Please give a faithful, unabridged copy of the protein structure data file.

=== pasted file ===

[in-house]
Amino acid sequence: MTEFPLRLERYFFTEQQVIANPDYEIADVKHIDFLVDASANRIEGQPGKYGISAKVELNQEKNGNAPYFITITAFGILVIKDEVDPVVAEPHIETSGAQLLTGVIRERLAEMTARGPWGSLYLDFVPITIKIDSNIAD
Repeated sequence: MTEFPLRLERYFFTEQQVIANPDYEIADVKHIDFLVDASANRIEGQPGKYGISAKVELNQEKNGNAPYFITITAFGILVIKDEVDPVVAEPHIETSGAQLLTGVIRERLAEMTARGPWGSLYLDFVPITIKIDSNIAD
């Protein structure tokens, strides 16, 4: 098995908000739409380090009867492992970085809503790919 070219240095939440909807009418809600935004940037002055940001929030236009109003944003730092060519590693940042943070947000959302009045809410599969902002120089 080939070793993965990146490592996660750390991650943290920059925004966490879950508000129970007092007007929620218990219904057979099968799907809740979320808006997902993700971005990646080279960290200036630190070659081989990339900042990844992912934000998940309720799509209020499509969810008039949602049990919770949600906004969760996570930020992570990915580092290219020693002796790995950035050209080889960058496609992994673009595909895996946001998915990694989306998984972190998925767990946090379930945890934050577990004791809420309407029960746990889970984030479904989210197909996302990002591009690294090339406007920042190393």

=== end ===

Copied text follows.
[in-house]
Amino acid sequence: MTEFPLRLERYFFTEQQVIANPDYEIADVKHIDFLVDASANRIEGQPGKYGISAKVELNQEKNGNAPYFITITAFGILVIKDEVDPVVAEPHIETSGAQLLTGVIRERLAEMTARGPWGSLYLDFVPITIKIDSNIAD
Repeated sequence: MTEFPLRLERYFFTEQQVIANPDYEIADVKHIDFLVDASANRIEGQPGKYGISAKVELNQEKNGNAPYFITITAFGILVIKDEVDPVVAEPHIETSGAQLLTGVIRERLAEMTARGPWGSLYLDFVPITIKIDSNIAD
């Protein structure tokens, strides 16, 4: 098995908000739409380090009867492992970085809503790919 070219240095939440909807009418809600935004940037002055940001929030236009109003944003730092060519590693940042943070947000959302009045809410599969902002120089 080939070793993965990146490592996660750390991650943290920059925004966490879950508000129970007092007007929620218990219904057979099968799907809740979320808006997902993700971005990646080279960290200036630190070659081989990339900042990844992912934000998940309720799509209020499509969810008039949602049990919770949600906004969760996570930020992570990915580092290219020693002796790995950035050209080889960058496609992994673009595909895996946001998915990694989306998984972190998925767990946090379930945890934050577990004791809420309407029960746990889970984030479904989210197909996302990002591009690294090339406007920042190393």